can you measure the RF output power of your FrSky module? Mine seemed a bit on the low side (approx 20mW, spec being 60mW)

My FrSky measures about 50mW.

What's that one?

The 2-cell battery hack is another popular upgrade. On the stock 9X transmitter the low voltage alarm is hard coded and so hardware mods are required if you deviate from a 8-cell NiMH/NiCD pack. But the ER9X software has a user configured low battery voltage threshold so using a 2-cell Lithium is a no-brainer.

As luck would have it, the mini DIN connectors arrived late yesterday. So I completed the battery upgrade. I used two TrustFire (hard pack rechargeable Lithium) cells rated at 2500mAH. Cost was about $10 USD for the two pieces (easy to find from eBay and China shops). These have internal protection circuitry for safety. Plus they fit in the Tx's battery area (tight squeeze). Two new holes were drilled in the battery compartment so a wire-tye could be strapped around the pack to hold it down.

Here's a photo of the TrustFire Cells after they were installed:


I wanted a factory look for the charge port so that is the reason for installing a 5-pin mini DIN connector. The DIN connector was installed at the back of the Tx's case. A DiY cable adapter mates the DIN with my battery balancer-charger. As seen below:


The 5-pin mini DIN part numbers are:

Panel Mount: Mouser 161-2105

Cable Plug: Mouser 171-2605

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A 6-pin mini DIN connector was added for a more elegant looking CPU flashing port. It was installed on the bottom of the case. A mating DIN plug was installed on the USB flash dongle.


The 6-pin mini DIN part numbers are as follows:

Panel Mount: Mouser 161-2106

Cable Plug: Mouser 171-2606

The final thing to install is a backlight for the Tx's LCD (will do that that later).

I'm off to do some FPV practice with the new X-450 Quadcopter and try out the freshly hacked Tx. Also, the previous video camera sucked (cheap import I bought on a whim) so I installed a DPC-480A camera last night. That should help a lot. :)

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My X-450 Quad is using the FrSky D8RSP (8-CH) telemetry receiver. This Rx is "full size" so it's a bit bulky. But it has the PPM-SUM feature and two analog voltage inputs (for remote voltage measurements). The ER9X Tx software allows the assignment of alarm thresholds to these analog inputs. When the voltage alarm condition occurs a beeper in the R/C Tx sounds off. To use the analog inputs the D8RSP Rx needs a resistor based attenuator to scale the voltage. The voltage applied to the Analog input must not exceed 3.3V, which is the sole purpose of the attenuator.

The attenuator can be purchased from FrSky, but I did a DiY solution. It's just a 4.99KΩ/20.0KΩ resistor divisor. A 10uF cap was added for some filtering. This resistor pair allows measuring up to 16.5V, so it is well within the voltage range of a 3S LiPO. If higher voltages are expected then the resistors would need to change. The photo below shows the DiY attenuator.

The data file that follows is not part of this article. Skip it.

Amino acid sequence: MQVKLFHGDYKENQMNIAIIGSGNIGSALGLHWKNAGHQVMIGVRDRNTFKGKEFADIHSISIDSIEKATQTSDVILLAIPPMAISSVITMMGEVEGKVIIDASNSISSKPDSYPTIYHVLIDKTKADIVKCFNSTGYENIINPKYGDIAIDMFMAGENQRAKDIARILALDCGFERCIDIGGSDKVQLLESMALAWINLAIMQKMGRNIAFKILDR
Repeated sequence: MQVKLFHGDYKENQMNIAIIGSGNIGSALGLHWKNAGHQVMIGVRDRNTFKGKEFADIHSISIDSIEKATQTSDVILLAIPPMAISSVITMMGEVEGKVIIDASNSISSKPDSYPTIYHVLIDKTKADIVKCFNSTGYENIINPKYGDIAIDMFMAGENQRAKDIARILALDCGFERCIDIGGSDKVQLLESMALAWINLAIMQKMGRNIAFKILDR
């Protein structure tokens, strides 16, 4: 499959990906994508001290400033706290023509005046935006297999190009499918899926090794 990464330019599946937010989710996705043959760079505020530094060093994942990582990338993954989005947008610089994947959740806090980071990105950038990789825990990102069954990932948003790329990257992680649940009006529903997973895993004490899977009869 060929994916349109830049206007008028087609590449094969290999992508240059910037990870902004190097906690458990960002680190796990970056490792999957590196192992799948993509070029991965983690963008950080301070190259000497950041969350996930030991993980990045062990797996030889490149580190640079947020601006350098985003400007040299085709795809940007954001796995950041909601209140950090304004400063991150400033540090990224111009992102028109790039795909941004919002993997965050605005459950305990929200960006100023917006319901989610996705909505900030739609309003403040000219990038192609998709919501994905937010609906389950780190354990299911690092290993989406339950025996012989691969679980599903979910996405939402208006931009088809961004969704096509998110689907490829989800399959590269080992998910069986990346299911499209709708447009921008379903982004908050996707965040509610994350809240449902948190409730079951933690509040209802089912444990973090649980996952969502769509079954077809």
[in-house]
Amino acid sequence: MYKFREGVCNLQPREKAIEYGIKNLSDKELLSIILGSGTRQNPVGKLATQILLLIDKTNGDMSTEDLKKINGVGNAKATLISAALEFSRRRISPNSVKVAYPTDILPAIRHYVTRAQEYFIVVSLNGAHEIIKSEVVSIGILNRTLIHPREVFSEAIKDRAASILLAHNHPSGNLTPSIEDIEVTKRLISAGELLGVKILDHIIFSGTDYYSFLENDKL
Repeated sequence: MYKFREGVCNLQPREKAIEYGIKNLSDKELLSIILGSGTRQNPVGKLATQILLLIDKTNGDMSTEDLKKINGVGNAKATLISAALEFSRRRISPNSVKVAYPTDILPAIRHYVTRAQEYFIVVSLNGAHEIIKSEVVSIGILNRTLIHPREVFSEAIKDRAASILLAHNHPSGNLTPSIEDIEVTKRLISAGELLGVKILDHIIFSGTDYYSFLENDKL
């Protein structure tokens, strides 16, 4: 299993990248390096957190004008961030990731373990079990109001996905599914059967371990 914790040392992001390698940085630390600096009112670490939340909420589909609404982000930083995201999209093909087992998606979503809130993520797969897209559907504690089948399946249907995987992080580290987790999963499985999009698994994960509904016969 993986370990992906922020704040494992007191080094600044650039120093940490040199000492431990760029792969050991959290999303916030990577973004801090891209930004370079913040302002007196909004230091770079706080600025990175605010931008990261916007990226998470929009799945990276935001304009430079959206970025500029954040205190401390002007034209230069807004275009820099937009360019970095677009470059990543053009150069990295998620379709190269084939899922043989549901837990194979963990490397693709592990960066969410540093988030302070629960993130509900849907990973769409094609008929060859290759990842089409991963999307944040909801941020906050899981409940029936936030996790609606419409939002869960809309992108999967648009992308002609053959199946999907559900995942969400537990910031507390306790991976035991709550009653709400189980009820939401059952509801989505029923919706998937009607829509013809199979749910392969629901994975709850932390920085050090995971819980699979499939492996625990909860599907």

Another attenuator monitors the 5.8GHz FPV video transmitter's 5V supply. It uses a 20.0KΩ/20.0KΩ (1% tolerance) resistor divisor with a 10uF cap for filtering. Max voltage allowed with this resistor pair is 6.6V.

Here's a screenshot of how the ER9X displays the two telemetry voltages, plus the 2-way RSSI levels.


Upper Left = 11.6V (3S) LiPO battery

Upper Right = 5.09V Video Tx power

Lower Left = 91% RSSI from Rx

Lower Right = 94% RSSI from Tx

Given the good success with the FrSky system on my X-450 Quad, I've forged ahead and swapped the VC-550 (X8 frame) Quad's Spectrum Rx with a FrSky D4FR telemetry Rx. This is a mini size 4-CH Rx but it supports 8-CH's via the PPM-SUM interface (thank goodness). Unfortunately it does not have external analog voltage inputs. Instead, FrSky has internally hard-wired the analog input to the R/C (5V) voltage. There's little use in that when running the Rx from a BEC. So it looks like there will be some hacking to this Rx to create a analog input for the 3S flight battery. As usual, I'll post some photos when the hack is done.

Edited by Mr.RC-Cam
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Here's a guide for the D4FR voltage sensor: http://www.rcgroups.com/forums/showthread.php?t=1511400

On my side I received my 9x and FrSky JR module on Thursday night, spent 2 hours in the evening doing all the mods I intended but the Spektrum integration before having to leave for a 3-day weekend with the radio still open on the desk. Didn't even get to test as I can't find my AVR programmer anymore :(

So, more news on Monday hopefully. I also received my FrSky module for the T14 a couple of days earlier, nice and clean installation as hoped :)

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Here's a guide for the D4FR voltage sensor: http://www.rcgroups....d.php?t=1511400

Thanks for the link! The useful rcgroups information was a bit too late since I already did my own hack last night. Unlike the mod promoted there, I didn't cut a notch in the PCB to isolate the attenuator circuit. Instead I unsoldered part of the attenuator and added my own. It was simple and clean (and reversible if I want to restore the original configuration). I'll post some photos soon.

I tried to find a way to add a second analog input to the D4FR (like the D8RSP has). I found what appeared to be a spare analog pin on the Rx's STM8 processor, which had my hopes up. But even if it was the place for such a thing it looks like the Rx's firmware does not care. So if there is a way to hack a second analog input to the DF4R then I would definitely be interested in the details.

On my side I received my 9x and FrSky JR module on Thursday night, spent 2 hours in the evening doing all the mods

That is awesome. Please post any tips or comments about your FrSky conversions (especially any 9X related hacks) that you think will help others. And any general comments about your ER9X adventures would be cool too.

So far I am very happy with mine. It's not a LRS solution for sure, but it is a very nice radio for a sport pilot that wants a lot of useful R/C system features at low cost.

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As promised, here are the photos/details to the D4FR's analog input hack. This mod will allow the FrSky telemetry feature to report an external voltage (versus the stock configuration that reports only the D4FR Rx's operating voltage).